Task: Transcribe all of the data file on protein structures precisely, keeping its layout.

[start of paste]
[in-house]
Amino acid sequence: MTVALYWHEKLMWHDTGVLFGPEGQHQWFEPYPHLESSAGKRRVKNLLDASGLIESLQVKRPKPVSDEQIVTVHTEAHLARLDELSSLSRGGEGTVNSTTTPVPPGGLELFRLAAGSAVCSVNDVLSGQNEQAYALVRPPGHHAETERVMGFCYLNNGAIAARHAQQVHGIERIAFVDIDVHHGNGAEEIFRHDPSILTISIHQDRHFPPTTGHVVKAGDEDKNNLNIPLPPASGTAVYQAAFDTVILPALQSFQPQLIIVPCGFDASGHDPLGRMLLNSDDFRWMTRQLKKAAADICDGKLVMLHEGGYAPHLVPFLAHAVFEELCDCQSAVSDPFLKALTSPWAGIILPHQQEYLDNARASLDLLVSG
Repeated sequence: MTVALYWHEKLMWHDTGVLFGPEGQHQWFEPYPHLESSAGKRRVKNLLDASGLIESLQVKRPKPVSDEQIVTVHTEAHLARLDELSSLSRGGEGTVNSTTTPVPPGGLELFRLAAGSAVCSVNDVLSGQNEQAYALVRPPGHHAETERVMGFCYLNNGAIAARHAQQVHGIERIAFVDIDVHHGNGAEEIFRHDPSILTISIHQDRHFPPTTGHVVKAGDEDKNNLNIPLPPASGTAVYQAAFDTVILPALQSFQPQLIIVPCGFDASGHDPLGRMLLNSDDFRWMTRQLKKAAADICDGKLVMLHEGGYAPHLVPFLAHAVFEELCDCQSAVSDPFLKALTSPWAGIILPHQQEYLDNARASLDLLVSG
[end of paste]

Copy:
[in-house]
Amino acid sequence: MTVALYWHEKLMWHDTGVLFGPEGQHQWFEPYPHLESSAGKRRVKNLLDASGLIESLQVKRPKPVSDEQIVTVHTEAHLARLDELSSLSRGGEGTVNSTTTPVPPGGLELFRLAAGSAVCSVNDVLSGQNEQAYALVRPPGHHAETERVMGFCYLNNGAIAARHAQQVHGIERIAFVDIDVHHGNGAEEIFRHDPSILTISIHQDRHFPPTTGHVVKAGDEDKNNLNIPLPPASGTAVYQAAFDTVILPALQSFQPQLIIVPCGFDASGHDPLGRMLLNSDDFRWMTRQLKKAAADICDGKLVMLHEGGYAPHLVPFLAHAVFEELCDCQSAVSDPFLKALTSPWAGIILPHQQEYLDNARASLDLLVSG
Repeated sequence: MTVALYWHEKLMWHDTGVLFGPEGQHQWFEPYPHLESSAGKRRVKNLLDASGLIESLQVKRPKPVSDEQIVTVHTEAHLARLDELSSLSRGGEGTVNSTTTPVPPGGLELFRLAAGSAVCSVNDVLSGQNEQAYALVRPPGHHAETERVMGFCYLNNGAIAARHAQQVHGIERIAFVDIDVHHGNGAEEIFRHDPSILTISIHQDRHFPPTTGHVVKAGDEDKNNLNIPLPPASGTAVYQAAFDTVILPALQSFQPQLIIVPCGFDASGHDPLGRMLLNSDDFRWMTRQLKKAAADICDGKLVMLHEGGYAPHLVPFLAHAVFEELCDCQSAVSDPFLKALTSPWAGIILPHQQEYLDNARASLDLLVSG